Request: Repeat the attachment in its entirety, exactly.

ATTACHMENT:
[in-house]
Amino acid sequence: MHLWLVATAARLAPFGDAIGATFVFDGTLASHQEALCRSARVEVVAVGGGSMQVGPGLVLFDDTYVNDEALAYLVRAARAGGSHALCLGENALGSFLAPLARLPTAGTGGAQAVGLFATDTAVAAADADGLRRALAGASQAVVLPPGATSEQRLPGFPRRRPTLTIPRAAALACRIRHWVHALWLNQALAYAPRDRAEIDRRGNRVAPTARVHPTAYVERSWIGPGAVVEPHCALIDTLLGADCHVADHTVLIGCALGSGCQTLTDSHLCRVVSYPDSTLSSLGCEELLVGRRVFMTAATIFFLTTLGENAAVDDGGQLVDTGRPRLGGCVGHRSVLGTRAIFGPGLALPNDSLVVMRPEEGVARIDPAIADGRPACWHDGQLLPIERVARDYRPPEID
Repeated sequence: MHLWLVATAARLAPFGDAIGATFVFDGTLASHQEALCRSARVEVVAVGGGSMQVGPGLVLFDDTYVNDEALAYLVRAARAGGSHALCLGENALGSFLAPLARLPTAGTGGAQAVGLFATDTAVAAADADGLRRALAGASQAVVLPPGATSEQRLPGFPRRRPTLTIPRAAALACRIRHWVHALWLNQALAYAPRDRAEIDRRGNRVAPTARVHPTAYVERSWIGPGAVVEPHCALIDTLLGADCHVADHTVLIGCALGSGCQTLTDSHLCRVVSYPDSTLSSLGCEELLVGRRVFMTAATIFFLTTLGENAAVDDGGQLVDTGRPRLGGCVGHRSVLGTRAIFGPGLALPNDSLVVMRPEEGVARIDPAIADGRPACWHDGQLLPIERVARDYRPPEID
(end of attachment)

[in-house]
Amino acid sequence: MHLWLVATAARLAPFGDAIGATFVFDGTLASHQEALCRSARVEVVAVGGGSMQVGPGLVLFDDTYVNDEALAYLVRAARAGGSHALCLGENALGSFLAPLARLPTAGTGGAQAVGLFATDTAVAAADADGLRRALAGASQAVVLPPGATSEQRLPGFPRRRPTLTIPRAAALACRIRHWVHALWLNQALAYAPRDRAEIDRRGNRVAPTARVHPTAYVERSWIGPGAVVEPHCALIDTLLGADCHVADHTVLIGCALGSGCQTLTDSHLCRVVSYPDSTLSSLGCEELLVGRRVFMTAATIFFLTTLGENAAVDDGGQLVDTGRPRLGGCVGHRSVLGTRAIFGPGLALPNDSLVVMRPEEGVARIDPAIADGRPACWHDGQLLPIERVARDYRPPEID
Repeated sequence: MHLWLVATAARLAPFGDAIGATFVFDGTLASHQEALCRSARVEVVAVGGGSMQVGPGLVLFDDTYVNDEALAYLVRAARAGGSHALCLGENALGSFLAPLARLPTAGTGGAQAVGLFATDTAVAAADADGLRRALAGASQAVVLPPGATSEQRLPGFPRRRPTLTIPRAAALACRIRHWVHALWLNQALAYAPRDRAEIDRRGNRVAPTARVHPTAYVERSWIGPGAVVEPHCALIDTLLGADCHVADHTVLIGCALGSGCQTLTDSHLCRVVSYPDSTLSSLGCEELLVGRRVFMTAATIFFLTTLGENAAVDDGGQLVDTGRPRLGGCVGHRSVLGTRAIFGPGLALPNDSLVVMRPEEGVARIDPAIADGRPACWHDGQLLPIERVARDYRPPEID